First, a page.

@Bart: Like Anderw J. Lazarus said, you're begging the question. Al-Marri has not taken up arms against the United States, and nothing in the Rapp Declaration claims that he did. He is not, nor has he ever been, partof any kind of arm or militia waging war against the United States. Unless the contrary is proven, he has the right under the 5th amendment, to be treated the same way as, say, the Oklahoma City bomber(s).

al Marri only needs to be found to be a member of al Qaeda to be held as a generic prisoner of war for the duration of the conflict with al Qaeda. He does not have to bear arms to be so held. The majority of most military organizations are not frontline combat troops, but rather support personnel like al Marri. However, under the law of war, they can all be held as generic POWs.
7.15.2008 5:31pm
Andrew J. Lazarus (mail):
Bart is at it again.

Under the Geneva Conventions, the military need only hold a brief evidentiary hearing.
First, this makes sense only if the military is the correct branch to be trying him in the first place. In the case of battlefield detainees, that's obvious. With Quirin, there was copious evidence that this was appropriate, and moreover the defendants did not deny it. In Al-Marri's case, all you've done is beg the question again: who and how is it decided that Al-Marri is an enemy combatant?

Second, the statement that the GC requires only a brief evidentiary hearing is your biased interpretation. The GC refer to a "competent tribunal" and in practice this has included rights to conduct a defense more generous that Al-Marri received.
7.15.2008 7:02pm
Andrew J. Lazarus (mail):
@ejo: I dunno, the Quirin defendants got some of the best attorneys that money didn't have to buy. Back then, it was viewed as putting the best of the Anglo-American legal tradition on display. Under Bush, it's "You're with us or you're against us" all the time, from the defense bar to investigating corruption. Is it that no one before had such effrontery, or that no Administration before labeled people enemy combatants on flimsy hearsay, some extracted under torture?
7.15.2008 7:19pm
Bob from Ohio (mail):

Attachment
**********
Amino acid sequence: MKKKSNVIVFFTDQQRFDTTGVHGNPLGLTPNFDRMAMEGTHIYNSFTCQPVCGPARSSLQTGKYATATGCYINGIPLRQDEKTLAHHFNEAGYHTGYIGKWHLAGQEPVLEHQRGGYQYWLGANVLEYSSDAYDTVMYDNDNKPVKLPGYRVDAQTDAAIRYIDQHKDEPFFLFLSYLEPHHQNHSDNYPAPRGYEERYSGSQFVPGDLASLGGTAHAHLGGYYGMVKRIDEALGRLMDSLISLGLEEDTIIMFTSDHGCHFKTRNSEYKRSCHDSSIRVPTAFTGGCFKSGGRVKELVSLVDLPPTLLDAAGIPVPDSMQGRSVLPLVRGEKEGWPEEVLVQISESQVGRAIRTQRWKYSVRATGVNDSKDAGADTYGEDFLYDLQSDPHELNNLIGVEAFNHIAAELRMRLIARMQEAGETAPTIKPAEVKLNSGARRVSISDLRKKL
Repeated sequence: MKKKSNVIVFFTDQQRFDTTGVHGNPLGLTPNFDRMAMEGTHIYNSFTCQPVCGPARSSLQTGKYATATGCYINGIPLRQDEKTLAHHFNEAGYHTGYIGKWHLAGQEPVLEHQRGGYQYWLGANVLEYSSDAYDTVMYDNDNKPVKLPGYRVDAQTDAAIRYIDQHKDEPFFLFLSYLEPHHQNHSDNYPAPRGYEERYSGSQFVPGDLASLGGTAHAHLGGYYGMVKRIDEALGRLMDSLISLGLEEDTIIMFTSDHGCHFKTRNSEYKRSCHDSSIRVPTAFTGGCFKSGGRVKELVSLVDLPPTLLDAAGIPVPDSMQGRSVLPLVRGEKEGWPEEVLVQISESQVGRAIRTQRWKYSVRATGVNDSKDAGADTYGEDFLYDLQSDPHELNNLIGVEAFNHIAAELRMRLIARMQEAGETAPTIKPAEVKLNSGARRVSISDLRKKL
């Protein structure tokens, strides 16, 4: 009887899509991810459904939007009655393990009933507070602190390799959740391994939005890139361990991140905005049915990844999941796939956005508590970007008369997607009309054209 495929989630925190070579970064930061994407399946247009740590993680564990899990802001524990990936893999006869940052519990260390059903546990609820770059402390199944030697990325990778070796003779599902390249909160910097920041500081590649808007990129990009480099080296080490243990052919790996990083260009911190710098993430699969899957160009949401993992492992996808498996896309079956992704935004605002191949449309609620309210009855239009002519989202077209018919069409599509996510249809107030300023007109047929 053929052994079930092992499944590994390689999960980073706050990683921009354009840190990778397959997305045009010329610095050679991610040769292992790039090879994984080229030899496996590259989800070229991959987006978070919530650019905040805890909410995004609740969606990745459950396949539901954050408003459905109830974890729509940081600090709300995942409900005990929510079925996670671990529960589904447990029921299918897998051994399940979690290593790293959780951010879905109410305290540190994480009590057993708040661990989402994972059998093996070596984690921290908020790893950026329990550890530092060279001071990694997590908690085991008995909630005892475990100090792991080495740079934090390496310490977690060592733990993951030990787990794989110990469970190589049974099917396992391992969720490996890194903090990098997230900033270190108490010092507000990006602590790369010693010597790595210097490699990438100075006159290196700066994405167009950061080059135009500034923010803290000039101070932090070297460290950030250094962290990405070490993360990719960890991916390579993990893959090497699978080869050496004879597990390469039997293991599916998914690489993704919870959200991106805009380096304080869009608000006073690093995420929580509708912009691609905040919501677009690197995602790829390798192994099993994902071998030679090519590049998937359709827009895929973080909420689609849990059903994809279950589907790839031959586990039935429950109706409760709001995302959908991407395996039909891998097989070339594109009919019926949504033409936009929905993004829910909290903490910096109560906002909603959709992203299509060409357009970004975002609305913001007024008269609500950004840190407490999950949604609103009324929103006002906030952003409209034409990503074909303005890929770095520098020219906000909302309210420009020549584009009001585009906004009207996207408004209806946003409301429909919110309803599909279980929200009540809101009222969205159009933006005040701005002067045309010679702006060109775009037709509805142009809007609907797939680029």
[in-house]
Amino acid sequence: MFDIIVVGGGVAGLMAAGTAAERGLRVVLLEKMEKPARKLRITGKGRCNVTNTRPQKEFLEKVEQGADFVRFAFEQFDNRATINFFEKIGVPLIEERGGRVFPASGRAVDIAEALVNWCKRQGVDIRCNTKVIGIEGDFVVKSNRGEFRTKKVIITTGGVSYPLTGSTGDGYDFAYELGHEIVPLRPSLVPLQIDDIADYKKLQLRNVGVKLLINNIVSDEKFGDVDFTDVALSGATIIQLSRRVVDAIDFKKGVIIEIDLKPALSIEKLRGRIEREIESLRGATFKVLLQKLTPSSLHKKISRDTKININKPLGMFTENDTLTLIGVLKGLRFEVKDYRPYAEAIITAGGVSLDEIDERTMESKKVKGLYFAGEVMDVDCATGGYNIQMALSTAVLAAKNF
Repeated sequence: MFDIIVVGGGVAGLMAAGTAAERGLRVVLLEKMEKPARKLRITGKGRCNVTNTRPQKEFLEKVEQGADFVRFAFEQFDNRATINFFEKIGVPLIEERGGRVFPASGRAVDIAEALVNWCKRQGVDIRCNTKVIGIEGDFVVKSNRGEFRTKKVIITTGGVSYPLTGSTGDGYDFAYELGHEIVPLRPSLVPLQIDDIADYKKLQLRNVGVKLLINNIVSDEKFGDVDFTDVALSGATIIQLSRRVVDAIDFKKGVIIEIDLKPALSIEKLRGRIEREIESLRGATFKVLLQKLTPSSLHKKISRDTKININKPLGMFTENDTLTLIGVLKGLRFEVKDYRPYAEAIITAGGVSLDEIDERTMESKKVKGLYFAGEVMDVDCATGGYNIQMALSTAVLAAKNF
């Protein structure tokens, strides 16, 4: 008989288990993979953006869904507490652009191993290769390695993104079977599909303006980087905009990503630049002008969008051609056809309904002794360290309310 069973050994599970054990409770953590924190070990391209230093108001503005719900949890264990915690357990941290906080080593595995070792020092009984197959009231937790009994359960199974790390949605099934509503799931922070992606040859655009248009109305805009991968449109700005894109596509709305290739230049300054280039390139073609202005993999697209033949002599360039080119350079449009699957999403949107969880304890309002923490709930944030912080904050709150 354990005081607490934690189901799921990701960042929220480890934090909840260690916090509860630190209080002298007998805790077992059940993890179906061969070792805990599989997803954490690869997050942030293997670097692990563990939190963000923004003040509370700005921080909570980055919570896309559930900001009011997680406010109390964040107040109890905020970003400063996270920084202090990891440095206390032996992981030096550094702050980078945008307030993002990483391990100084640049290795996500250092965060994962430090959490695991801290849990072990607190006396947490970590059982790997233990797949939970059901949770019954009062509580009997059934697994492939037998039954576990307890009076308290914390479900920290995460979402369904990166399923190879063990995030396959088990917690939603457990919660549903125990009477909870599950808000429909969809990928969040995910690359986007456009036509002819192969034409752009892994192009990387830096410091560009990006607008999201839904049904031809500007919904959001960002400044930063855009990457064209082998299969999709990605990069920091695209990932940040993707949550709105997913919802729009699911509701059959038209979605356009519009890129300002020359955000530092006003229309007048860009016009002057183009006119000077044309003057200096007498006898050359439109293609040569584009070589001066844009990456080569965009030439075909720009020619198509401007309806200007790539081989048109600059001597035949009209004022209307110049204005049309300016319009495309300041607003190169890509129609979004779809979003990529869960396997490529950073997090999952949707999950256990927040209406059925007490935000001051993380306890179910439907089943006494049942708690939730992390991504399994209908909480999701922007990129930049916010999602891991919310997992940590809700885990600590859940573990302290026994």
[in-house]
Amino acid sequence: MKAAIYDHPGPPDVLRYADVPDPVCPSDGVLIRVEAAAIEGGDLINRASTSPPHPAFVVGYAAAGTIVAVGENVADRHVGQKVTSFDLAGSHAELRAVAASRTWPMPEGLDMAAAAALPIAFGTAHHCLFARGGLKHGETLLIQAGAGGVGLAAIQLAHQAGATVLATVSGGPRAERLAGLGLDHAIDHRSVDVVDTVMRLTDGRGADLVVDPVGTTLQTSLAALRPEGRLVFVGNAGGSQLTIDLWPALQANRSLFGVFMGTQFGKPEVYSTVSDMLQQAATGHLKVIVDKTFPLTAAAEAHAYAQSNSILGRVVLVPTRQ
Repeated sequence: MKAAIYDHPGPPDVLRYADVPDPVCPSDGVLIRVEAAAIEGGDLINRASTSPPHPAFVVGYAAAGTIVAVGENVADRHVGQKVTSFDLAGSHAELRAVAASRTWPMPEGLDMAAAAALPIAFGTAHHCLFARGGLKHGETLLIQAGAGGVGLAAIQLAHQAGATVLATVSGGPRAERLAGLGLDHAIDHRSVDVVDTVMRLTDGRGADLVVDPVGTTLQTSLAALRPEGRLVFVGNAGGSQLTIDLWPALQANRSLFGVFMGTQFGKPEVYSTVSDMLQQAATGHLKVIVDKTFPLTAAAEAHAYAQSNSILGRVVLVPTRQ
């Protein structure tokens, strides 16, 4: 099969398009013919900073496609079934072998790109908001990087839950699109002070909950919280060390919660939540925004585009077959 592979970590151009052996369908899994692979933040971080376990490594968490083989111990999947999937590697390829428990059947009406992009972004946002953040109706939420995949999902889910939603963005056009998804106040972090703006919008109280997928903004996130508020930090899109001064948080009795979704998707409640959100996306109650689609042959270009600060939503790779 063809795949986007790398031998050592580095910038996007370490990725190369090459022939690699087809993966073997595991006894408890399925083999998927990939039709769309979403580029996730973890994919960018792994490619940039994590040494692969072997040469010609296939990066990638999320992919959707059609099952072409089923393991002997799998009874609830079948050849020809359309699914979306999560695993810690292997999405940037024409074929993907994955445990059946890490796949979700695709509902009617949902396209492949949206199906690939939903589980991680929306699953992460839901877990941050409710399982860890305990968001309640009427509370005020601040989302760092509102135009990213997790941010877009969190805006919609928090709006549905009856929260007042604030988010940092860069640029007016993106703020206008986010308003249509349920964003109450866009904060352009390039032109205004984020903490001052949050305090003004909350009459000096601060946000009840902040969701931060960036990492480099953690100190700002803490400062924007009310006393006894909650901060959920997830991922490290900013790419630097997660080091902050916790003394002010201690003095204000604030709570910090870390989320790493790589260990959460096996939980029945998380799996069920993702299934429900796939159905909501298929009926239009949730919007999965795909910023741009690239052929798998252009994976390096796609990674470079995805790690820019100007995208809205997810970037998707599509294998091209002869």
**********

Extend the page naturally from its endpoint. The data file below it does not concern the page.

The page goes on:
Al-Marri remains in the brig. After cert petition and possible SC case and remand and appeals, 3 more years at least before the merits are reached.

Now, if Al-Marri had decided to co-operate with the procedures at the District Court, he may have won if he is as innocent as his defenders here assert. So, he would have been released today.

Who won the case again?
7.15.2008 7:23pm
elim:
reading Quirin, it is interesting to note the reference to a long history and recognition of the category unlawful combatants, with citizenship irrelevant to the discussion of whether one was such an individual. I thought terms like unlawful combatant were dreamed up by bush and could never be applied to a citizen-I guess wisdom wasn't just invented by Justice Kennedy.
7.15.2008 8:37pm
elim:
who were those counsel by the way-a quick glance and a google shows the sides were represented by military counsel. the AG for the US and a Colonel for the petitioners. are you sure of the assertion you are making?
7.15.2008 8:44pm
Oren:
al Marri only needs to be found to be a member of al Qaeda to be held as a generic prisoner of war for the duration of the conflict with al Qaeda. He does not have to bear arms to be so held. The majority of most military organizations are not frontline combat troops, but rather support personnel like al Marri. However, under the law of war, they can all be held as generic POWs.
In that case, he cannot be held in a brig nor questioned (name and rank only) and will have to be released when hostilities cease. POW status entails significant protections.
7.16.2008 4:43pm
Oren:
al Marri only needs to be found to be a member of al Qaeda to be held as a generic prisoner of war for the duration of the conflict with al Qaeda. He does not have to bear arms to be so held. The majority of most military organizations are not frontline combat troops, but rather support personnel like al Marri. However, under the law of war, they can all be held as generic POWs.
In that case, he cannot be held in a brig nor questioned (name and rank only) and will have to be released when hostilities cease. POW status entails significant protections.
7.16.2008 4:43pm
Andrew J. Lazarus (mail):
elim, assuming you are talking to me, the Colonel who defended Quirin was a highly-regarded civilian lawyer before the war, but other members of the bar served as well. I'll look for a cite.
7.16.2008 5:30pm